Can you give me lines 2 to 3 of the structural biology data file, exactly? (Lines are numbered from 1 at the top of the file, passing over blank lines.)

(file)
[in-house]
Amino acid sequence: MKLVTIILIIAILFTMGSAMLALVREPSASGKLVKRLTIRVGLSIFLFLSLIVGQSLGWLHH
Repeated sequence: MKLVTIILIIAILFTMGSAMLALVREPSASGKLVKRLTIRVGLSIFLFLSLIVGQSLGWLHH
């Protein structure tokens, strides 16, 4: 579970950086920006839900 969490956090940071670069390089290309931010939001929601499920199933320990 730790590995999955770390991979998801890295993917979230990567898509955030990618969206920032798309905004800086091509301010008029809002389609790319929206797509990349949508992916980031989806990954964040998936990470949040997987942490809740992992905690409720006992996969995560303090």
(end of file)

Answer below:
Amino acid sequence: MKLVTIILIIAILFTMGSAMLALVREPSASGKLVKRLTIRVGLSIFLFLSLIVGQSLGWLHH
Repeated sequence: MKLVTIILIIAILFTMGSAMLALVREPSASGKLVKRLTIRVGLSIFLFLSLIVGQSLGWLHH